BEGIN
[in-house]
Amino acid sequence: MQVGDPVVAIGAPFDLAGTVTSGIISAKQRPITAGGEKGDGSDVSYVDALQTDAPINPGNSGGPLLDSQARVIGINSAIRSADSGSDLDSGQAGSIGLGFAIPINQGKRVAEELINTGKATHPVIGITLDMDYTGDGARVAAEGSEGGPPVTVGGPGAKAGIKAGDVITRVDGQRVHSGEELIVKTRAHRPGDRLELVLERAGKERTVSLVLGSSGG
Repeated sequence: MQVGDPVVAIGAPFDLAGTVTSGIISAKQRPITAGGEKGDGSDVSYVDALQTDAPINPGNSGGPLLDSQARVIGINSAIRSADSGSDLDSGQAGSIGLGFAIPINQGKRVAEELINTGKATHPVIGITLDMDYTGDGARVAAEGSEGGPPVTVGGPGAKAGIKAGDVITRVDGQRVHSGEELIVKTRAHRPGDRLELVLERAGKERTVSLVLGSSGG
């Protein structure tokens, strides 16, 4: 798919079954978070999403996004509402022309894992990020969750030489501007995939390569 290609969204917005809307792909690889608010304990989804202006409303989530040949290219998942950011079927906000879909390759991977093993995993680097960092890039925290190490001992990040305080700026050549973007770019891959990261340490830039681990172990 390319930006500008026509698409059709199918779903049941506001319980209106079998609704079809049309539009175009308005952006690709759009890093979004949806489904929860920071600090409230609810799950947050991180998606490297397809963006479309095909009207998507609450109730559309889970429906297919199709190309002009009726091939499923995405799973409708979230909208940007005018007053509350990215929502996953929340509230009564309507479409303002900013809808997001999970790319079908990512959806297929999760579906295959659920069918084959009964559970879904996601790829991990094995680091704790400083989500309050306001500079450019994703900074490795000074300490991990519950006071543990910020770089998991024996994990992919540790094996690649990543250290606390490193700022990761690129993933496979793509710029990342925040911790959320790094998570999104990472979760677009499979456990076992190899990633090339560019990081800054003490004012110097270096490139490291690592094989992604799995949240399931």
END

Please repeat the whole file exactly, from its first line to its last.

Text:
[in-house]
Amino acid sequence: MQVGDPVVAIGAPFDLAGTVTSGIISAKQRPITAGGEKGDGSDVSYVDALQTDAPINPGNSGGPLLDSQARVIGINSAIRSADSGSDLDSGQAGSIGLGFAIPINQGKRVAEELINTGKATHPVIGITLDMDYTGDGARVAAEGSEGGPPVTVGGPGAKAGIKAGDVITRVDGQRVHSGEELIVKTRAHRPGDRLELVLERAGKERTVSLVLGSSGG
Repeated sequence: MQVGDPVVAIGAPFDLAGTVTSGIISAKQRPITAGGEKGDGSDVSYVDALQTDAPINPGNSGGPLLDSQARVIGINSAIRSADSGSDLDSGQAGSIGLGFAIPINQGKRVAEELINTGKATHPVIGITLDMDYTGDGARVAAEGSEGGPPVTVGGPGAKAGIKAGDVITRVDGQRVHSGEELIVKTRAHRPGDRLELVLERAGKERTVSLVLGSSGG
């Protein structure tokens, strides 16, 4: 798919079954978070999403996004509402022309894992990020969750030489501007995939390569 290609969204917005809307792909690889608010304990989804202006409303989530040949290219998942950011079927906000879909390759991977093993995993680097960092890039925290190490001992990040305080700026050549973007770019891959990261340490830039681990172990 390319930006500008026509698409059709199918779903049941506001319980209106079998609704079809049309539009175009308005952006690709759009890093979004949806489904929860920071600090409230609810799950947050991180998606490297397809963006479309095909009207998507609450109730559309889970429906297919199709190309002009009726091939499923995405799973409708979230909208940007005018007053509350990215929502996953929340509230009564309507479409303002900013809808997001999970790319079908990512959806297929999760579906295959659920069918084959009964559970879904996601790829991990094995680091704790400083989500309050306001500079450019994703900074490795000074300490991990519950006071543990910020770089998991024996994990992919540790094996690649990543250290606390490193700022990761690129993933496979793509710029990342925040911790959320790094998570999104990472979760677009499979456990076992190899990633090339560019990081800054003490004012110097270096490139490291690592094989992604799995949240399931």